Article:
Laboratory training is integral to a functional lab; students, post-docs, senior scientists, and professors alike require training sessions when learning to use new methods or equipment. However, even though nearly anyone with enough relevant experience can lead a training session, experience alone won’t necessarily provide staff with a session optimized for their needs. Below are some helpful tips that can help you design and run an effective training program, which will ultimately help improve your workflow and allow you to obtain better, more accurate results.
#1 – Assess your personnel’s specific needs before initiating training sessions
It may seem obvious what your laboratory staff’s training needs are, but the accuracy of these assumptions is entirely dependent on the level of communication you share with them. Not sufficiently addressing their needs can waste a lot of time in the end, as new issues are brought up during the training that could have been addressed prior to the session. That’s why it’s always a good idea to meet with them before any type of training and ask directly, “What do you need to learn?” This will help plan for a better training session that provides potential solutions tailored precisely to their actual work needs.
#2 – Design a clear and concise training session
Packing as much in as possible when designing a training session is tempting. This is understandable; time is usually in short supply, and you want staff to maximize their output. However, keeping it simple and concise is the best method of ensuring that staff retain essential information going forward. Thus, when designing a training session, it must be built around key messaging and techniques that are most pertinent to the staff’s daily activities. It’s nice to know how to use every function of a flow cytometer, but for those who are using it for the first time, it’s necessary to stick to a few select functions and, when the need arises, train on new functions later.
Another helpful tool that can aid practical training sessions is using PowerPoint presentations and flow chart handouts. It’s assumed that the more one uses a machine, the better they’ll be at obtaining usable results; however, there’s often a lag period before one obtains the confidence to do so. Though experience is the best way to get there, visual tools, like flow charts and how-to presentations, may help accelerate this process.
#3 – Engage your staff
While formal demonstrations make up the bulk of most training sessions, and for good reason, it’s still necessary to engage your staff during the session. This can be done in at least two ways:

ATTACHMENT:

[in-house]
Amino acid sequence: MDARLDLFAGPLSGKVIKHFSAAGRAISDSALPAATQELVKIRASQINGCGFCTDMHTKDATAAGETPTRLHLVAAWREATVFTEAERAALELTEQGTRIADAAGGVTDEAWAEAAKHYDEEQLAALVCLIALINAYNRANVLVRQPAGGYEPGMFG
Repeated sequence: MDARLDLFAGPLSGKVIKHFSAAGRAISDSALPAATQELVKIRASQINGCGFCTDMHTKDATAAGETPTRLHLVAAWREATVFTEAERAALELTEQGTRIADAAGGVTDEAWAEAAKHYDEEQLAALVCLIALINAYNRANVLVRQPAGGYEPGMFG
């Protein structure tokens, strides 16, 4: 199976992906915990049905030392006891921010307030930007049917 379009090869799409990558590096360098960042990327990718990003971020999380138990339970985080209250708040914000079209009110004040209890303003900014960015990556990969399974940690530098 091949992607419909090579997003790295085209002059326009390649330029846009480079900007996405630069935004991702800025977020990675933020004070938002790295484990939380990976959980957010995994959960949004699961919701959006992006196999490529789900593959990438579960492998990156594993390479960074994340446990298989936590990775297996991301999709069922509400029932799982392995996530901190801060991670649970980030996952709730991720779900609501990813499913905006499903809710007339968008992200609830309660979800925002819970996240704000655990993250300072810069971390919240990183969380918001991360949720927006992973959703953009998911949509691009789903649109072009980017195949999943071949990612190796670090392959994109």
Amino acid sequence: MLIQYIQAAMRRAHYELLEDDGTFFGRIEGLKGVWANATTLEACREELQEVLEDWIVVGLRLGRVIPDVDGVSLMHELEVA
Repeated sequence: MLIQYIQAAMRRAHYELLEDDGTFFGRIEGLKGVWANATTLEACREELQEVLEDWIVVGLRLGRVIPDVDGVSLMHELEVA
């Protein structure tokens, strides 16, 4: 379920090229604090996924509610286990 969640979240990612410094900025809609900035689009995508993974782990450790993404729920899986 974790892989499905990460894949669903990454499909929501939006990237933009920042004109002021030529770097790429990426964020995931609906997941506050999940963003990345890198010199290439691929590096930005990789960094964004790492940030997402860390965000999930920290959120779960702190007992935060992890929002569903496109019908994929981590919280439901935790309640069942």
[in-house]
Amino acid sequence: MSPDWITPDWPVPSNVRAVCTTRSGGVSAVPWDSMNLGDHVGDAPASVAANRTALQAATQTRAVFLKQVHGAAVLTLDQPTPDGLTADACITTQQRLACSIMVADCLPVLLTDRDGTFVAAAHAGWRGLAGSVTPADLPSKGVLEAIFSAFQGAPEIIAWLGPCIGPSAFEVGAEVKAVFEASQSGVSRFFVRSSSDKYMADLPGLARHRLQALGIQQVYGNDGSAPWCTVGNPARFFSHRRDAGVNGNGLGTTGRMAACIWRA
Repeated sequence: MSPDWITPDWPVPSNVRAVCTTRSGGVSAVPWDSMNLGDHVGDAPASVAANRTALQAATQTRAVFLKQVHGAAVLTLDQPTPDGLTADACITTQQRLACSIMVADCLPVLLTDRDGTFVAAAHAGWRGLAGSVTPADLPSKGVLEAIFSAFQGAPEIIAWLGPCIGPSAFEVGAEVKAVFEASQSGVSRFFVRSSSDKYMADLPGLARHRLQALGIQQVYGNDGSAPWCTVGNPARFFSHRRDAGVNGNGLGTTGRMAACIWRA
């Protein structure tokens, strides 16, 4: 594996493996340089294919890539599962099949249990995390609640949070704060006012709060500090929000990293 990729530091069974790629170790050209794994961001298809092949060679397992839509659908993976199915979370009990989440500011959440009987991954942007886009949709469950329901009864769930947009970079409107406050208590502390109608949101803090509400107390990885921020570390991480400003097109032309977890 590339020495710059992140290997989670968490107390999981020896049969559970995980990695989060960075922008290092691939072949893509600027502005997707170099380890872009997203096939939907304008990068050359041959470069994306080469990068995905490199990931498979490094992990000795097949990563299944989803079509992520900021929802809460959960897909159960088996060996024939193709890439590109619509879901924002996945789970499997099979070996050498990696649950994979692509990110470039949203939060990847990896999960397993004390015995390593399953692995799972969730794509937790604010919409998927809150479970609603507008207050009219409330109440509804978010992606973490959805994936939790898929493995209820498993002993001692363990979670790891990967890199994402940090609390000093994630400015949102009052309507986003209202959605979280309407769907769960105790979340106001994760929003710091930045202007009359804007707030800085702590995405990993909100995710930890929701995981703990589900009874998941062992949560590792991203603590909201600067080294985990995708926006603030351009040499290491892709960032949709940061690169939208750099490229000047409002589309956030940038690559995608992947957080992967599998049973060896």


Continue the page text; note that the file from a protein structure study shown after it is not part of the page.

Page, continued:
- Gamify your session: Including trivia and roleplay games may seem like a silly way to engage your staff, but turning the session into something out of the ordinary that involves everyone’s participation is an effective way to learn. Memorable experiences mean better information retention.
- Prepare a discussion session: Even without having a lot of experience with the topic, bringing in unique viewpoints and experiences from your staff via discussion sessions is a great way to help them learn and potentially develop new methods and applications.
#4 – Develop a way of assessing skill development
Because the entire goal of the training program is to develop and refine skills, it’s crucial to assess how useful the session was. Following up on skills development can be performed with a variety of approaches, all of which can be implemented in unison:
- Demonstrative approach: The easiest way to assess knowledge transfer is for personnel to demonstrate the proper use of lab techniques. Unfortunately, this approach suffers when the technique requires lots of time.
- Knowledge-based approach: It may be wasteful to write a formal quiz for your staff, but simply asking pointed questions and digging into the knowledge during lab meetings can help gauge the training session’s effectiveness.
- Results-based approach: Reviewing the consistency and accuracy of new data is the most straightforward way to determine the proficiency of your staff. However, if problems arise, it is usually challenging to determine where the error occurred without follow-up.
Remember, following up on training sessions can help determine your staff’s future training needs; for example, if a specific protocol was skipped during the session, but its application proved to be useful later, it may be necessary to create a new session to teach it to all staff. It may also be necessary to follow up on training over an extended period of time to determine if any hiccups that occur right after the session are improved upon with longer-term experience.
#5 – Make use of feedback to improve training in the future
Working in a lab that prioritizes open and honest communication is essential to keeping personnel up to date on their evolving training needs. If staff are afraid to admit mistakes, they may also be hesitant to determine the cause of the error and find solutions to rectify it. The same applies to training needs; staff need to feel confident in taking on new responsibilities and learning to use new equipment, especially when it’s necessary to advance their research. They must also feel confident enough to voice their concerns and constructive criticism towards training sessions. By doing so, they can help tailor the next session to their learning needs, including improvements to content and training methods.
LabTAG by GA International is a leading manufacturer of high-performance specialty labels and a supplier of identification solutions used in research and medical labs as well as healthcare institutions.